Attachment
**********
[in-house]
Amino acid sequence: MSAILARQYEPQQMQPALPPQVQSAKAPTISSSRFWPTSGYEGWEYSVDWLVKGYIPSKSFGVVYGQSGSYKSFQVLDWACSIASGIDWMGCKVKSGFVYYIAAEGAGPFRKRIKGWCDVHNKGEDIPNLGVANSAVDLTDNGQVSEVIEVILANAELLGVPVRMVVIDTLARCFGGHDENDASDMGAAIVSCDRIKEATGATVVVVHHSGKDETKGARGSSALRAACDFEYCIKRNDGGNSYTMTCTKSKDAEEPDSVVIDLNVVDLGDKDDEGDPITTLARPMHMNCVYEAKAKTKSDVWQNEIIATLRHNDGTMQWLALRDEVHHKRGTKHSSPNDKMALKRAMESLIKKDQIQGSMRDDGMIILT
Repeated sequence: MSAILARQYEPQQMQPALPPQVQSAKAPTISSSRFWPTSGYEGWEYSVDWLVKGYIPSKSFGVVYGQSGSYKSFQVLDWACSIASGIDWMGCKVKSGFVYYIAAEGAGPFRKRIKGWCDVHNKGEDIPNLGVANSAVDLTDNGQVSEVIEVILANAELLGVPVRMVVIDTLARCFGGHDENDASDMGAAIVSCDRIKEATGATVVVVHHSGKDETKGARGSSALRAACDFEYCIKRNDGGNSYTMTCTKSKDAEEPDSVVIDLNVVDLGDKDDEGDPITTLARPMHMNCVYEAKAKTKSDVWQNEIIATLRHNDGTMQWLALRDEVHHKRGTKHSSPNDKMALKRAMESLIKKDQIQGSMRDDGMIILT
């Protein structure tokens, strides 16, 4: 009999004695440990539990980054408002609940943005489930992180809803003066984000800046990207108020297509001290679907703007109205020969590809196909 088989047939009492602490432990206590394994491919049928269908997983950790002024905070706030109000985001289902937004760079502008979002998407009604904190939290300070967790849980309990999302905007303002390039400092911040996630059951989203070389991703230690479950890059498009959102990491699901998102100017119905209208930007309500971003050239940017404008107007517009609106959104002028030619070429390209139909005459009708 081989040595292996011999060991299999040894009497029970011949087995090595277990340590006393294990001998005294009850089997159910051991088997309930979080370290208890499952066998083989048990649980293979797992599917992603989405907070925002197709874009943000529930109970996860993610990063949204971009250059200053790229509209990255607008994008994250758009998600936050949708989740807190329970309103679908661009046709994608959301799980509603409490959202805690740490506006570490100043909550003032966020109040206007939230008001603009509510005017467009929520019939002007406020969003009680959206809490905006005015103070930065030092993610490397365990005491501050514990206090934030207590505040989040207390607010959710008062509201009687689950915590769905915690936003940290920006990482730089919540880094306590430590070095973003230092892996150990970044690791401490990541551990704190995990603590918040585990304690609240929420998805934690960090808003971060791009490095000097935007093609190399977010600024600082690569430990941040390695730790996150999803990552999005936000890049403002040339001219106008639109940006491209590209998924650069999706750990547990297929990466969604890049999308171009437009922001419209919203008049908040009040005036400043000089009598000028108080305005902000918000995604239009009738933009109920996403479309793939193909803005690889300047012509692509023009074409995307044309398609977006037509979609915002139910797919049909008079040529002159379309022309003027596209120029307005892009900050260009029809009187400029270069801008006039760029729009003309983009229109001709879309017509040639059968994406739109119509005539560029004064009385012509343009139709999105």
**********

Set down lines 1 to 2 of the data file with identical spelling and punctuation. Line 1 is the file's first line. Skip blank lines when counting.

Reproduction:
[in-house]
Amino acid sequence: MSAILARQYEPQQMQPALPPQVQSAKAPTISSSRFWPTSGYEGWEYSVDWLVKGYIPSKSFGVVYGQSGSYKSFQVLDWACSIASGIDWMGCKVKSGFVYYIAAEGAGPFRKRIKGWCDVHNKGEDIPNLGVANSAVDLTDNGQVSEVIEVILANAELLGVPVRMVVIDTLARCFGGHDENDASDMGAAIVSCDRIKEATGATVVVVHHSGKDETKGARGSSALRAACDFEYCIKRNDGGNSYTMTCTKSKDAEEPDSVVIDLNVVDLGDKDDEGDPITTLARPMHMNCVYEAKAKTKSDVWQNEIIATLRHNDGTMQWLALRDEVHHKRGTKHSSPNDKMALKRAMESLIKKDQIQGSMRDDGMIILT